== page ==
I will give Nintendo their due, though: they have improved in bringing games to EU shores, if not necessarily doing so quickly. At least, it makes a nice change for America to have to campaign for something - the games of Operation Rainfall, to name the most prominent - and have them released over here with barely any fuss whatsoever.

Region locking has affected all English speaking territories I think, as a lot of good 3DS games haven't even made it out of Japan, never mind the US. Nintendo have really shot themselves in the foot with that one, especially since Sony and Microsoft both have abandoned it...
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  #11    
Old September 28th, 2013 (01:59 PM).
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Quote originally posted by Decimosoma:
Sorry but I don't really care about the major games at all. To be accurate it's mostly the niche games that's getting the short end of the stick for european fans each year and most people are already aware of that. And Nintendo bringing their major games earlier to Europe isn't really a big surprise at all, it wasn't really that different from years ago.
Niche games aren't what bring in the big bucks that Nintendo wants. This is why they're typically promoted in Japan and the US, if at all. I mean, I only found out about some interesting 3DS niche games very recently and I'm from the States. So, it's not just Europe getting the short end of the stick.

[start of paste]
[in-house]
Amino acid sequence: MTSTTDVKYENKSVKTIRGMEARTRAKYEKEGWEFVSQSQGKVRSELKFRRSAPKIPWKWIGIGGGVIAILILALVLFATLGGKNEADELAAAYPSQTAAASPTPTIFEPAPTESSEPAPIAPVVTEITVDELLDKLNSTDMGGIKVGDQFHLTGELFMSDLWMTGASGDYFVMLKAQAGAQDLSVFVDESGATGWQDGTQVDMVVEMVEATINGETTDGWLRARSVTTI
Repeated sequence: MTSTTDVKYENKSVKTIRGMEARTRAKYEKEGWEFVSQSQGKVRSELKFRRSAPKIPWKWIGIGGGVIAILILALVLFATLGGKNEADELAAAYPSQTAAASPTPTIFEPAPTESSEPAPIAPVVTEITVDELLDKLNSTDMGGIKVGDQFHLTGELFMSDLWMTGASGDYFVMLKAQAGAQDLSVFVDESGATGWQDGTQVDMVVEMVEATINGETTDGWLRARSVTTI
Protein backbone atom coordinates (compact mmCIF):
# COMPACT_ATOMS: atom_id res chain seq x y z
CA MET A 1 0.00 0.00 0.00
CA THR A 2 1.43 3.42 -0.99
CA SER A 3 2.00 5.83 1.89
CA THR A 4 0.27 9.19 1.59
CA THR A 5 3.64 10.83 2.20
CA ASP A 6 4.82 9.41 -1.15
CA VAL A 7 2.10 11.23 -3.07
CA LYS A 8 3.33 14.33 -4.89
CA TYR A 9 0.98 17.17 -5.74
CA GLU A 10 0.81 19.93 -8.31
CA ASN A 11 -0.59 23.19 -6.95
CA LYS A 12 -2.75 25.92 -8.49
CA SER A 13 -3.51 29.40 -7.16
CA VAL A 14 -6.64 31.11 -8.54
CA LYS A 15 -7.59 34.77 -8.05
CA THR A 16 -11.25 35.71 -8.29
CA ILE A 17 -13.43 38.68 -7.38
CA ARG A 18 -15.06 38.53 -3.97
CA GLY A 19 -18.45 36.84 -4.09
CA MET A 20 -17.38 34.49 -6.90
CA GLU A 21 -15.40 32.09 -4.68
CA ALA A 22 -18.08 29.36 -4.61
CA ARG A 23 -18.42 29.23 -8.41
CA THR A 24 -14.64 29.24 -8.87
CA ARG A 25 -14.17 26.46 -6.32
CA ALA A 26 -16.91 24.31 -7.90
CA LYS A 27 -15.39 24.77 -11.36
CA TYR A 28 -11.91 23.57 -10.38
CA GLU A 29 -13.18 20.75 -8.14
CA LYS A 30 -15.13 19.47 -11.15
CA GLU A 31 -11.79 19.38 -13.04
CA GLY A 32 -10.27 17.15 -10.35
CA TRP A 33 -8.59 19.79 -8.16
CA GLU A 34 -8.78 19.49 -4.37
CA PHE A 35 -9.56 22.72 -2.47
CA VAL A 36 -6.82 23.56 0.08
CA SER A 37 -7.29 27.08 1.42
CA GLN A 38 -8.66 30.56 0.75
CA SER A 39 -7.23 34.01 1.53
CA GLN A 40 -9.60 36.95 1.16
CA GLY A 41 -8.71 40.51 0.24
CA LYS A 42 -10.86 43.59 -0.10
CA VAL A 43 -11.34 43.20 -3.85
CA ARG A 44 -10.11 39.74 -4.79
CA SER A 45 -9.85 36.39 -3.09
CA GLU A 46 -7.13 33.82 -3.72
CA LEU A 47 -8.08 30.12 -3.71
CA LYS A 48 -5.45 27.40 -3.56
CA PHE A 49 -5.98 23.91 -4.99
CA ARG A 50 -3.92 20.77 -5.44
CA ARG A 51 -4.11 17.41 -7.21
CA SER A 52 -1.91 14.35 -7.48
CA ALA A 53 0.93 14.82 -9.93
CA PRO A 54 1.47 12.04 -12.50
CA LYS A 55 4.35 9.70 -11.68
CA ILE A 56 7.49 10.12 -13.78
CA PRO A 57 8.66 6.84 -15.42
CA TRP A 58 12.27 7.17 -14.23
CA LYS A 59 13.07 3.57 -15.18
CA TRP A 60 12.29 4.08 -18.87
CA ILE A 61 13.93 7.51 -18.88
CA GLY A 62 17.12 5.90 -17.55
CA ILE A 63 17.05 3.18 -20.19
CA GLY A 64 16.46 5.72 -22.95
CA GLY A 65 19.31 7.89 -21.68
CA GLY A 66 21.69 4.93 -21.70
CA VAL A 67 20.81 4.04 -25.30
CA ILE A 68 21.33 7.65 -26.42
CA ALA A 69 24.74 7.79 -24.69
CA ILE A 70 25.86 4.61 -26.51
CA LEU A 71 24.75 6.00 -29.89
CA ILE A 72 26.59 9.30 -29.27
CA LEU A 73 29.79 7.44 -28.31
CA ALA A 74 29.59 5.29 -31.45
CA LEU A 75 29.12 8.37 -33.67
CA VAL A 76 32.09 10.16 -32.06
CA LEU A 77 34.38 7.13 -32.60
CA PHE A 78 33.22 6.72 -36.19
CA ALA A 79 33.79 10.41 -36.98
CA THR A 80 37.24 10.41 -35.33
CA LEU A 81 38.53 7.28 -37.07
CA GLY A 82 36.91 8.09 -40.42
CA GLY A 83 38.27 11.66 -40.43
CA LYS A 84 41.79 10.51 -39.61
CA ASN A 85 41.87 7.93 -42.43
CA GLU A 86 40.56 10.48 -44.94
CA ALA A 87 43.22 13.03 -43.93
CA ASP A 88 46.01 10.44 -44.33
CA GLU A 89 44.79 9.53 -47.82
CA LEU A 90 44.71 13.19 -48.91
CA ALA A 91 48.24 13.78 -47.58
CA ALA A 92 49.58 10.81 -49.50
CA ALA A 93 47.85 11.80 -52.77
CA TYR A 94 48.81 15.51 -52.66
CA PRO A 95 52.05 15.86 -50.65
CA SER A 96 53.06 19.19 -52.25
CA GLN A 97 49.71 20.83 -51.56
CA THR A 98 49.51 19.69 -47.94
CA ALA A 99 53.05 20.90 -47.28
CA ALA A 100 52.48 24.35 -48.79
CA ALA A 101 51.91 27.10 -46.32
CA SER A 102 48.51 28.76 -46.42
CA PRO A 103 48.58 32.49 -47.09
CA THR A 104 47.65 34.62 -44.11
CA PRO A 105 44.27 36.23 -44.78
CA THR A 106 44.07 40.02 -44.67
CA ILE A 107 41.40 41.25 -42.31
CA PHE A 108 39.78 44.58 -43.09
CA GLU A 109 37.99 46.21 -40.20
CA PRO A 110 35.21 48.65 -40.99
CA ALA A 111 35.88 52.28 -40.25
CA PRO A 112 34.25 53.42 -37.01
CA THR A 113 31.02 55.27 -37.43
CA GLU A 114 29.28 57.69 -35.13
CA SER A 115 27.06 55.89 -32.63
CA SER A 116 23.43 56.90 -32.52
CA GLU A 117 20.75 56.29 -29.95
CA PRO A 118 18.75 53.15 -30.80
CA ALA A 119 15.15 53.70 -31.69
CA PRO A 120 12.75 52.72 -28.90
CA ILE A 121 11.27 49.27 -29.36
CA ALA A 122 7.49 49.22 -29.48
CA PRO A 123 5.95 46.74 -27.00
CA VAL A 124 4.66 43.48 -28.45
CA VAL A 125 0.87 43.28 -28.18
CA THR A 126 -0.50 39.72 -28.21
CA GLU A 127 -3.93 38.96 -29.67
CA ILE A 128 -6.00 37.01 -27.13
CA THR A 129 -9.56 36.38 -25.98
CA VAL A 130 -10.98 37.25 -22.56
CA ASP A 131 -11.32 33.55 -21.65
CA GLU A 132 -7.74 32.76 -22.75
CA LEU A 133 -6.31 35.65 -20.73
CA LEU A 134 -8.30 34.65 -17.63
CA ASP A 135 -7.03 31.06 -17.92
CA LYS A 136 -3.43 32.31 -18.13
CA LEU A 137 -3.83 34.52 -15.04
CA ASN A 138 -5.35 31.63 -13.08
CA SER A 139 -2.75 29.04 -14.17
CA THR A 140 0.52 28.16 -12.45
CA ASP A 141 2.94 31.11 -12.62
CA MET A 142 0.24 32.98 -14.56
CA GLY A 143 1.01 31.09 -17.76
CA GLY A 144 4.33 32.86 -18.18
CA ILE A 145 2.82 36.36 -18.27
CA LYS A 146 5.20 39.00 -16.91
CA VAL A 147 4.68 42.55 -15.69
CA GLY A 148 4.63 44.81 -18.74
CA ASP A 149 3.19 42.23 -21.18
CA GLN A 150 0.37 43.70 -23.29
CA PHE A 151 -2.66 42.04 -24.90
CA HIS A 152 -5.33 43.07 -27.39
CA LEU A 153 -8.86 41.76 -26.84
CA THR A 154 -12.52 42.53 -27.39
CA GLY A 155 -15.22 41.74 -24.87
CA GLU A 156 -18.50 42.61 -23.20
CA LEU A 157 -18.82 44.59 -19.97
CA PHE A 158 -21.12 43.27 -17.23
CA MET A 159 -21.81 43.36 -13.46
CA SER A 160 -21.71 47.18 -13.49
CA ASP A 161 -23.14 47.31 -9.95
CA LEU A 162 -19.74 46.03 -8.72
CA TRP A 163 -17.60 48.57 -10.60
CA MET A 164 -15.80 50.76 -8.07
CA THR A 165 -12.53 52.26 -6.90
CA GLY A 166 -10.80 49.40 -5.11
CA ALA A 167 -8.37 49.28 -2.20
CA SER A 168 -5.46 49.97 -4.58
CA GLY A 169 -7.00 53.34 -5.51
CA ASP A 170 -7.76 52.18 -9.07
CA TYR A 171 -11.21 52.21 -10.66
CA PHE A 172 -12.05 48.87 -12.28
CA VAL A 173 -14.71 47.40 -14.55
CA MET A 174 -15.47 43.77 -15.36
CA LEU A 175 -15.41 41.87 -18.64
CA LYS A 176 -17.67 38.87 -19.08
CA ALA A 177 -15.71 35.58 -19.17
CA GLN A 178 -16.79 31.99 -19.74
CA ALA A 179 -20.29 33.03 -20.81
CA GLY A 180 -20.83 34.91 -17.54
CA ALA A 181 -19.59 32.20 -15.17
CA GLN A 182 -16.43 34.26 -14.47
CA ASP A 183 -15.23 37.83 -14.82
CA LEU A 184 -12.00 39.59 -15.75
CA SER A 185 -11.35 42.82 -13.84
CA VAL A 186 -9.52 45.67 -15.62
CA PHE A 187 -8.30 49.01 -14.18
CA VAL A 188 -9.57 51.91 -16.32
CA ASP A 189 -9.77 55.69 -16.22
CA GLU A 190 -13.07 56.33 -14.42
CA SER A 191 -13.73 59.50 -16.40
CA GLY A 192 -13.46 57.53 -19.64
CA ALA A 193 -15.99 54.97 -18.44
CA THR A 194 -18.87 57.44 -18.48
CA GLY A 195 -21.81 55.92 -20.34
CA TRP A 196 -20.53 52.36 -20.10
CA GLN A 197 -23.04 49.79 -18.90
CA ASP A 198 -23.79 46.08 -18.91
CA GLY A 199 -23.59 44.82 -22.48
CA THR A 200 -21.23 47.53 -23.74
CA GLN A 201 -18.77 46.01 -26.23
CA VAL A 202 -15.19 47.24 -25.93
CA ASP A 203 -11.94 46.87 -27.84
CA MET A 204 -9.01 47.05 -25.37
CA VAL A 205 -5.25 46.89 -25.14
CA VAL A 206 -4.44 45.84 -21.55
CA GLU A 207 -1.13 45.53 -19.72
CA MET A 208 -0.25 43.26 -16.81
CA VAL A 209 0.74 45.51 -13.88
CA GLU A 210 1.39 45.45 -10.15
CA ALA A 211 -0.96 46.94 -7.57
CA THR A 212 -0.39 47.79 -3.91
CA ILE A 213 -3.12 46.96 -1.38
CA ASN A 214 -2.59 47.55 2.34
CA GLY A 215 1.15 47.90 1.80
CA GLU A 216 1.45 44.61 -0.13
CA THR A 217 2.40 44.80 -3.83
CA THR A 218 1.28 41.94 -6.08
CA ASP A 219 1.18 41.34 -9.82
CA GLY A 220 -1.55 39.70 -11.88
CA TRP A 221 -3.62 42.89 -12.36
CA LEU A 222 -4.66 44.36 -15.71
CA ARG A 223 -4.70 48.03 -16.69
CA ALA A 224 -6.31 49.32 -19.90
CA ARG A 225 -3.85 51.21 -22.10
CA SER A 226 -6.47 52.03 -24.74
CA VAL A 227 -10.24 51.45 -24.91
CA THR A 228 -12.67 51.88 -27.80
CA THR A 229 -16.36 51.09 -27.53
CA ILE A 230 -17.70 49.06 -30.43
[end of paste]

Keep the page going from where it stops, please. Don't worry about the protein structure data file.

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  #12    
Old September 28th, 2013 (07:18 PM).
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Quote originally posted by MKGirlism:
I think you've been living under a rock for a while, Nintendo games in Europe actually improved in release schemes.
Most major 3DS and Wii U games get released on the same date, 2 days before America, or a week after America.
We even got games like Mario & Luigi first.

The only problem is the price.
Something what costs $ 40 USD in America, costs € 40,- in Europe.
Same digits, different currency.
$ 40 USD = € 29,58.
€ 40,- = $ 54,08 USD.
Yeah but the people in Europe also earn money in euro so this is not a fair comparison. The adequate comparison would be between the cost of life, which is much higher in Europe from what I know.